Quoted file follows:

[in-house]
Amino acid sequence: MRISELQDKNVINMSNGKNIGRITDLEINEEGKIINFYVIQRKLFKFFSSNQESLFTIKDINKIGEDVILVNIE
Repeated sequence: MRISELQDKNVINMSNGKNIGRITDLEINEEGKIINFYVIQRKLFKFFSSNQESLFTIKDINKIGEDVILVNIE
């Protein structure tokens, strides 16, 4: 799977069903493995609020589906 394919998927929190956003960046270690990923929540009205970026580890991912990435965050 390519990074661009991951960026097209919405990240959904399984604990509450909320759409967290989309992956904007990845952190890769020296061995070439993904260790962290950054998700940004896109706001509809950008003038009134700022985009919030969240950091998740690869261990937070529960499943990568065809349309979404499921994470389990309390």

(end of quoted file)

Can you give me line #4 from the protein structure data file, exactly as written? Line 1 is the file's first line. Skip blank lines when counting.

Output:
């Protein structure tokens, strides 16, 4: 799977069903493995609020589906 394919998927929190956003960046270690990923929540009205970026580890991912990435965050 390519990074661009991951960026097209919405990240959904399984604990509450909320759409967290989309992956904007990845952190890769020296061995070439993904260790962290950054998700940004896109706001509809950008003038009134700022985009919030969240950091998740690869261990937070529960499943990568065809349309979404499921994470389990309390």